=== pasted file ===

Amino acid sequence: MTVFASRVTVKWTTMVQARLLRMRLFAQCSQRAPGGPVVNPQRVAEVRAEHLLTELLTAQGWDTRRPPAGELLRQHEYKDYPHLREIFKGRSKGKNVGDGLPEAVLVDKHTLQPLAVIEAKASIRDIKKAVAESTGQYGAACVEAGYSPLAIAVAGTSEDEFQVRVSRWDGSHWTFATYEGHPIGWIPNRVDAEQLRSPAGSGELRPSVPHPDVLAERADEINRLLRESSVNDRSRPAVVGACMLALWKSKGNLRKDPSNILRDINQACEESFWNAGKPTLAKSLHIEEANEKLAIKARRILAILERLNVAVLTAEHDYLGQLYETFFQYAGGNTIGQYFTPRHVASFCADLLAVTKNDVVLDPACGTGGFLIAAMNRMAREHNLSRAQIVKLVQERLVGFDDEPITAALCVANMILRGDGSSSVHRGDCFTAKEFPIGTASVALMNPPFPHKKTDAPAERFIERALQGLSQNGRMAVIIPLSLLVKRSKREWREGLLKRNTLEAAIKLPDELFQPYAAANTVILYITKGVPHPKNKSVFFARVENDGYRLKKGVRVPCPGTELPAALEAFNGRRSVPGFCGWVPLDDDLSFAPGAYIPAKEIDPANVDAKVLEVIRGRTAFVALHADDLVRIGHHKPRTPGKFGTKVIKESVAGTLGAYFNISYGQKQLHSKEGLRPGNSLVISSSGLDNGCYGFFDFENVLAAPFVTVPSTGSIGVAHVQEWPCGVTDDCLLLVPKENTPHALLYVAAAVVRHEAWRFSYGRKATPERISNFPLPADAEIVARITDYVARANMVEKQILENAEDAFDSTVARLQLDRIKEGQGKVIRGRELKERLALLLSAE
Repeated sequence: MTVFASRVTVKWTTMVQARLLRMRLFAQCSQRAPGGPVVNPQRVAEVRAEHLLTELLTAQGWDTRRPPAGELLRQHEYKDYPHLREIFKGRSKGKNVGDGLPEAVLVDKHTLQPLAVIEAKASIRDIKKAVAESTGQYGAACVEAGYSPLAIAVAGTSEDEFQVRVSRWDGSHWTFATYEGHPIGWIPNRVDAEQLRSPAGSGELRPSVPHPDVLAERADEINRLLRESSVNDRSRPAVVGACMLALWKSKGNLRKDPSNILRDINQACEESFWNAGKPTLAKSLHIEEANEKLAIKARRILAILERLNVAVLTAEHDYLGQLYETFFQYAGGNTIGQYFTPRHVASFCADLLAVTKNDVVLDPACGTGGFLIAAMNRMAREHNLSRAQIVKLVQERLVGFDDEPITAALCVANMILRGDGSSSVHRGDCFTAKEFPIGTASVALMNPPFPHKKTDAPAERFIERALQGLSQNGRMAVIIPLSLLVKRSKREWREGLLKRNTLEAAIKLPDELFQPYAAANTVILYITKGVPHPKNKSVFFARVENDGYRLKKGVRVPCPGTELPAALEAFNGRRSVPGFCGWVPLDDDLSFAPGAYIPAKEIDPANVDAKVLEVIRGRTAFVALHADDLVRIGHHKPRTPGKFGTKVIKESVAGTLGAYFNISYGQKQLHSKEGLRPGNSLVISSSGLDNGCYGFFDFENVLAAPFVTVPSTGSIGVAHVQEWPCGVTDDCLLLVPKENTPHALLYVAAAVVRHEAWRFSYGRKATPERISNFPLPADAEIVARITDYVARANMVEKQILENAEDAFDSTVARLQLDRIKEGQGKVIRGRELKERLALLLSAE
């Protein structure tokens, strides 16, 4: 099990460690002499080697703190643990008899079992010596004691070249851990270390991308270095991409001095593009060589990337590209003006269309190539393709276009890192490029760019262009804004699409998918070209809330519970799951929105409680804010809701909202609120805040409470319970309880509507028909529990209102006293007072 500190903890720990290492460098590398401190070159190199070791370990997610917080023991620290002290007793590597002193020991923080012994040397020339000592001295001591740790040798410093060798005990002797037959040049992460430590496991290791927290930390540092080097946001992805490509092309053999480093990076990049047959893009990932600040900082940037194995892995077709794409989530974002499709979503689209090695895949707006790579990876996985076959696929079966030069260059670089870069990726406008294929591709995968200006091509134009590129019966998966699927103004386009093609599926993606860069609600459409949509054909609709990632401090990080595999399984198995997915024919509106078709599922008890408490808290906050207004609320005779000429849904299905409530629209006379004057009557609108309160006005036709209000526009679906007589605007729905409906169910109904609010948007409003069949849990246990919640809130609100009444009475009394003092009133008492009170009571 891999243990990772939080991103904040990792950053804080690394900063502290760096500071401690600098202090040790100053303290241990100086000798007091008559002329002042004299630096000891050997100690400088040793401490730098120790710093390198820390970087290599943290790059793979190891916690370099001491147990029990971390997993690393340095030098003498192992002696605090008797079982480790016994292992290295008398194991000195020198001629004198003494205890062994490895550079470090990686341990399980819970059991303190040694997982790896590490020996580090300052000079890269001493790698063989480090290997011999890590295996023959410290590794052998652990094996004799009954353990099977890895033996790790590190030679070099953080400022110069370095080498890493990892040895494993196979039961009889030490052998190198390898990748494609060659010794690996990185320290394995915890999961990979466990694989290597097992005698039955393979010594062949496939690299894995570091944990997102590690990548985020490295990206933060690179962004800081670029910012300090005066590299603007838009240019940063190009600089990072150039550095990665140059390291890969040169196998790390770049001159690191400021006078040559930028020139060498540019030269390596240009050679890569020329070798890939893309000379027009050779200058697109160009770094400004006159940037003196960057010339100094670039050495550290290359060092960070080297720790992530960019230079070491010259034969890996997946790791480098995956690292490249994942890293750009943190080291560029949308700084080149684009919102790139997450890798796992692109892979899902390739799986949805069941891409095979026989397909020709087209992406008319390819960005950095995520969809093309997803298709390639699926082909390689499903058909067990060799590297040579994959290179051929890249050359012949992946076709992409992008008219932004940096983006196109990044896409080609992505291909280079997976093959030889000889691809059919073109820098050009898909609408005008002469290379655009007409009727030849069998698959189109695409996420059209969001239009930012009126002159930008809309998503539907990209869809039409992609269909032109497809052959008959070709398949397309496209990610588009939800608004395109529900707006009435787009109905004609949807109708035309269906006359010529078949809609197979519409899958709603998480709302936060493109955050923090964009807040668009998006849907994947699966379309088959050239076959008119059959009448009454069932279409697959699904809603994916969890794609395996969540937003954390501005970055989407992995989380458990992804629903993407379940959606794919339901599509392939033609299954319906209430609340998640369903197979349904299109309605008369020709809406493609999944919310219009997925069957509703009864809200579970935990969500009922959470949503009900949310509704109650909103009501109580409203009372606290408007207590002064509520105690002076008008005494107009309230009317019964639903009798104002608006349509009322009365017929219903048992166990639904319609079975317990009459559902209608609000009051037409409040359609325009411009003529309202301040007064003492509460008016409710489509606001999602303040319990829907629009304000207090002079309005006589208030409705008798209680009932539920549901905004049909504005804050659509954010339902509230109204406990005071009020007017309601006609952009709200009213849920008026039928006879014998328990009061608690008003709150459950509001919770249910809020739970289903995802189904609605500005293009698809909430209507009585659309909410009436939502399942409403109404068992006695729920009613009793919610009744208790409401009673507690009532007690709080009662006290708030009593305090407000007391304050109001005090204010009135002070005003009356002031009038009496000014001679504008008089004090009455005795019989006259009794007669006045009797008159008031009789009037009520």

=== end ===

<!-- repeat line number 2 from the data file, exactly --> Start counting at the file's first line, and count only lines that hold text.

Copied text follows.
Repeated sequence: MTVFASRVTVKWTTMVQARLLRMRLFAQCSQRAPGGPVVNPQRVAEVRAEHLLTELLTAQGWDTRRPPAGELLRQHEYKDYPHLREIFKGRSKGKNVGDGLPEAVLVDKHTLQPLAVIEAKASIRDIKKAVAESTGQYGAACVEAGYSPLAIAVAGTSEDEFQVRVSRWDGSHWTFATYEGHPIGWIPNRVDAEQLRSPAGSGELRPSVPHPDVLAERADEINRLLRESSVNDRSRPAVVGACMLALWKSKGNLRKDPSNILRDINQACEESFWNAGKPTLAKSLHIEEANEKLAIKARRILAILERLNVAVLTAEHDYLGQLYETFFQYAGGNTIGQYFTPRHVASFCADLLAVTKNDVVLDPACGTGGFLIAAMNRMAREHNLSRAQIVKLVQERLVGFDDEPITAALCVANMILRGDGSSSVHRGDCFTAKEFPIGTASVALMNPPFPHKKTDAPAERFIERALQGLSQNGRMAVIIPLSLLVKRSKREWREGLLKRNTLEAAIKLPDELFQPYAAANTVILYITKGVPHPKNKSVFFARVENDGYRLKKGVRVPCPGTELPAALEAFNGRRSVPGFCGWVPLDDDLSFAPGAYIPAKEIDPANVDAKVLEVIRGRTAFVALHADDLVRIGHHKPRTPGKFGTKVIKESVAGTLGAYFNISYGQKQLHSKEGLRPGNSLVISSSGLDNGCYGFFDFENVLAAPFVTVPSTGSIGVAHVQEWPCGVTDDCLLLVPKENTPHALLYVAAAVVRHEAWRFSYGRKATPERISNFPLPADAEIVARITDYVARANMVEKQILENAEDAFDSTVARLQLDRIKEGQGKVIRGRELKERLALLLSAE